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Thread: Anger and guilt

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    Theta Male Julius_Van_Der_Beak's Avatar
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    Default Anger and guilt

    Can anger come from feeling guilty about something ? Like perhaps being lazy, undisciplined, and procrastinating?
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    Nips away your dignity Fluffywolf's Avatar
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    I think so.

    For starters it could be a direct link to self anger. And it could also lead to frustrations that in turn lead to anger expressed to others.

    Any negative emotion can potentially turn into anger. Anger is like the ultimate, but irrational, outlet of negative emotions.
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    Speaking from experience, yes.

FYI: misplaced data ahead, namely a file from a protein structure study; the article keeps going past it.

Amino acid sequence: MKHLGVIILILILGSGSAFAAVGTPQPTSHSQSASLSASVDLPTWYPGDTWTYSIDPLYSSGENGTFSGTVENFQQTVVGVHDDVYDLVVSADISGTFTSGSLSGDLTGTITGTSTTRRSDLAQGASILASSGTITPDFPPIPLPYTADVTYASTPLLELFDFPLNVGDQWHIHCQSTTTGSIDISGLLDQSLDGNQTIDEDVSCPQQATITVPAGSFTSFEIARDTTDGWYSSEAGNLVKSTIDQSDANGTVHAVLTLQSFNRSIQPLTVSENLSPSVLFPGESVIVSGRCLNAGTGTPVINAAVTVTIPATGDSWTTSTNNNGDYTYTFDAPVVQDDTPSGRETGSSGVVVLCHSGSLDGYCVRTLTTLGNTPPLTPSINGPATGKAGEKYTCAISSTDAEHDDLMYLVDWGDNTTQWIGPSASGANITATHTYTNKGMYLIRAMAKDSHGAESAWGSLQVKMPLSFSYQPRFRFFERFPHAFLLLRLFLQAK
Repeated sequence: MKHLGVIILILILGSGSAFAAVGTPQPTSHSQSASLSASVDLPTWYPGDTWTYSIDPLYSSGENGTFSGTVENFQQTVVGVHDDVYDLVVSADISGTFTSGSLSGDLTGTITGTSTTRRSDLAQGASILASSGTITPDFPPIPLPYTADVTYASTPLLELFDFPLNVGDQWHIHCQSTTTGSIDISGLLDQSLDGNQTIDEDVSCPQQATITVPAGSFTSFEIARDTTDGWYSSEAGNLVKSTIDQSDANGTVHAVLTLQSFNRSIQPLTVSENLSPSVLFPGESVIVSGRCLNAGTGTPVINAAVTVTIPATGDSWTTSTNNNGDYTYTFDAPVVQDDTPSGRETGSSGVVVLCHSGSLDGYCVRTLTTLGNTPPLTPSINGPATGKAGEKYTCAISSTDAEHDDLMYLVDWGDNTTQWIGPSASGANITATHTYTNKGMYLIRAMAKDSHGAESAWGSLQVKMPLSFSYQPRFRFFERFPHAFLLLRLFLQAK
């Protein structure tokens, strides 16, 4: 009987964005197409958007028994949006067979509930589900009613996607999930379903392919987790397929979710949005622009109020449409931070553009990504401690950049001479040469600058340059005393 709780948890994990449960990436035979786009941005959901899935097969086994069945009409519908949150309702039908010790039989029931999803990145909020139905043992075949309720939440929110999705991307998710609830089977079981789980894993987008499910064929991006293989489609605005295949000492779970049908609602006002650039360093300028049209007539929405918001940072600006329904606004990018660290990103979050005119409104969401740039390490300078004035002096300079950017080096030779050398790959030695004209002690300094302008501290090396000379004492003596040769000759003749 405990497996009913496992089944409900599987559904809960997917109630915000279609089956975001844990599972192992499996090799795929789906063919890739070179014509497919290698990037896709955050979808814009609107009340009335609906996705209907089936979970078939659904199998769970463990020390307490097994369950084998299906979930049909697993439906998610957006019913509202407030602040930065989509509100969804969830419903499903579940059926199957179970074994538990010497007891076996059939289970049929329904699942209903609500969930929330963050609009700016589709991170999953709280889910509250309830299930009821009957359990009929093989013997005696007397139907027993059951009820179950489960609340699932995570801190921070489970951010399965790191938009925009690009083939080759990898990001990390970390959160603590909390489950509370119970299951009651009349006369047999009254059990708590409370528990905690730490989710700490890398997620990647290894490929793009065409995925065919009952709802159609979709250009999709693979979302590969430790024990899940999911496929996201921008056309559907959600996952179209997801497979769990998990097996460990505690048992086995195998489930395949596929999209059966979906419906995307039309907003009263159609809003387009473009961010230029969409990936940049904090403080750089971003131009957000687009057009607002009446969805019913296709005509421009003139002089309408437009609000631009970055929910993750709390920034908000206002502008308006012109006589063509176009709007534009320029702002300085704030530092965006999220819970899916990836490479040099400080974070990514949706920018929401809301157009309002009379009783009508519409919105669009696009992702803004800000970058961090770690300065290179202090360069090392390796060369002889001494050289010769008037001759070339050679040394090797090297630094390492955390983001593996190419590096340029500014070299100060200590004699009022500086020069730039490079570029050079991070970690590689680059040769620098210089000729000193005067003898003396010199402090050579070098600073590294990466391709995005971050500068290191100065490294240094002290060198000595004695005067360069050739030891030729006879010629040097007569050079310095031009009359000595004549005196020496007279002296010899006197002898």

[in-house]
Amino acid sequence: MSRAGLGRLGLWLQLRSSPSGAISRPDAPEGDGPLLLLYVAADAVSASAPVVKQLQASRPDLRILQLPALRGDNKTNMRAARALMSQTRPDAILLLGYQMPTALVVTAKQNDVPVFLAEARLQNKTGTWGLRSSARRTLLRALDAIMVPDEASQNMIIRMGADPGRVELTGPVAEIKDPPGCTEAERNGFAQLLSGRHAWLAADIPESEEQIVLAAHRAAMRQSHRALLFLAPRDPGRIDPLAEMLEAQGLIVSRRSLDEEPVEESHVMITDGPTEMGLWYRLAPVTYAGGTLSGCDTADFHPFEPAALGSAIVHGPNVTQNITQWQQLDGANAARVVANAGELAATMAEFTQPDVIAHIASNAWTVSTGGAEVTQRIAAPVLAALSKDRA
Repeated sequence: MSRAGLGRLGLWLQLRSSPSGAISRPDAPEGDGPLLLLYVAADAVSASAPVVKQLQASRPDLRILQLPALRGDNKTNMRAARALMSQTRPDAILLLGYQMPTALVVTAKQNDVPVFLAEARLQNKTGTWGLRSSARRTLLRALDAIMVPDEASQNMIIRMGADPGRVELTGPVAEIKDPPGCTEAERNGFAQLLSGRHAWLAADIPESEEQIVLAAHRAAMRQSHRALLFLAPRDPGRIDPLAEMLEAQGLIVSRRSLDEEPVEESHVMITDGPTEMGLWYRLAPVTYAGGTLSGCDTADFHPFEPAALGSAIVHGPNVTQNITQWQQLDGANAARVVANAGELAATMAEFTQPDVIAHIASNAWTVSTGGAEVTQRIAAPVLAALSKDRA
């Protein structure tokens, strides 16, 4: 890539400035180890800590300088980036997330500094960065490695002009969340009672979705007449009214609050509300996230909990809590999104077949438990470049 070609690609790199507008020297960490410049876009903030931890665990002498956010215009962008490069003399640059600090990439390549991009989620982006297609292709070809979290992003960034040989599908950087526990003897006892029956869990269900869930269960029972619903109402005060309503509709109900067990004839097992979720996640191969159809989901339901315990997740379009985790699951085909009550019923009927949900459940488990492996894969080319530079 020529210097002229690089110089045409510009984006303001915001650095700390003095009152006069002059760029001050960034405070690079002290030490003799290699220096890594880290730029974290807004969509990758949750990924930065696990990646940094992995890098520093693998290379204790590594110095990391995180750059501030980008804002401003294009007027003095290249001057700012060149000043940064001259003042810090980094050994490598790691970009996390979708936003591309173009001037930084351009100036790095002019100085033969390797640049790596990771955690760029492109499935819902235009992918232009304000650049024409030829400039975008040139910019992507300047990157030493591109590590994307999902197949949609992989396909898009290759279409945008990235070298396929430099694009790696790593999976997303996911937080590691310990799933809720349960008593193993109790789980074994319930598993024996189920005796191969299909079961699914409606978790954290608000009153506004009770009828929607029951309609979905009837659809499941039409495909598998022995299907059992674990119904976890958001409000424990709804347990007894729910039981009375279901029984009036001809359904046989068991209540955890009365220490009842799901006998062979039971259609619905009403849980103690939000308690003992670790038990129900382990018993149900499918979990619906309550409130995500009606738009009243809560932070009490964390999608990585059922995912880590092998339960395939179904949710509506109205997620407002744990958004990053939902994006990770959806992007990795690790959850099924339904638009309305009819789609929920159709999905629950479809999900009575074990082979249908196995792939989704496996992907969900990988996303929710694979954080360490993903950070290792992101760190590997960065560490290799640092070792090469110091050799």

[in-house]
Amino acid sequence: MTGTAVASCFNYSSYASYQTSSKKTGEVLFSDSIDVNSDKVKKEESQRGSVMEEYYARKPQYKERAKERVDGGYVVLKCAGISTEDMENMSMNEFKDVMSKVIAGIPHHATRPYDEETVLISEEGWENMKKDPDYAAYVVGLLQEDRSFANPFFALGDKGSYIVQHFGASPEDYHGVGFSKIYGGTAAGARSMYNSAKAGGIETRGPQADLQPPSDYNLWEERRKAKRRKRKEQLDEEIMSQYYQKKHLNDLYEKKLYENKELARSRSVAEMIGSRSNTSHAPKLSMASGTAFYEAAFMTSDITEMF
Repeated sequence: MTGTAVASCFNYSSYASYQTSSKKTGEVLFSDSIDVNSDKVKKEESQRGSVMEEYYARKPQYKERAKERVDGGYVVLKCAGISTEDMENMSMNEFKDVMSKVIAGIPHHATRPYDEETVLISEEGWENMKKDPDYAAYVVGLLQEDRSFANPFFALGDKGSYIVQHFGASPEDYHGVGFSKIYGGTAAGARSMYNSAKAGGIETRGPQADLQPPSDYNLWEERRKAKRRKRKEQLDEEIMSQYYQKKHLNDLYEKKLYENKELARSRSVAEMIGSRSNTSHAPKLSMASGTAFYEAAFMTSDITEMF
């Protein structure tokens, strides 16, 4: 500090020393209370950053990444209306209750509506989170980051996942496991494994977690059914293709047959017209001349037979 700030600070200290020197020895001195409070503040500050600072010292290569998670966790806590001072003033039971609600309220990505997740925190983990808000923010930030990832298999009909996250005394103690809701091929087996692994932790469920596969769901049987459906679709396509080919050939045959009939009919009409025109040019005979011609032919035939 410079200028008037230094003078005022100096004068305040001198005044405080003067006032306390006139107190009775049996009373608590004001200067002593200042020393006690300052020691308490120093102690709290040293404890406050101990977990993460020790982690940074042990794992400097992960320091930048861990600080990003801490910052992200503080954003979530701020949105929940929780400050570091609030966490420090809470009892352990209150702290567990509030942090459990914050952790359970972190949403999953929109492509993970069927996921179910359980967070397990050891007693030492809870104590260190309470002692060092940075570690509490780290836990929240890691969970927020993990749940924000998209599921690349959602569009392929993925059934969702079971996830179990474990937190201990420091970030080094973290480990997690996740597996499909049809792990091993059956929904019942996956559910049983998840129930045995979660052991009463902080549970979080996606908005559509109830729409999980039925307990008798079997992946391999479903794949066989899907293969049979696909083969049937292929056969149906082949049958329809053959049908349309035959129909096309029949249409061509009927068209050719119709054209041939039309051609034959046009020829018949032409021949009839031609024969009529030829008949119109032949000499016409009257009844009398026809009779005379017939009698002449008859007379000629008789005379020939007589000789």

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    Senior Member Hypatia's Avatar
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    Yes, frustration comes to mind. But it's probably not healthy to dwell on. Best to identify the problem and take steps towards a solution.

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    One popular way of interpreting anger is to see it as an indication that one is overly attached to a single outcome.

    Example: An new upgrade or version of an old computer game comes out. You play the new version of the game and decide that it sucks. There are two possible scenarios: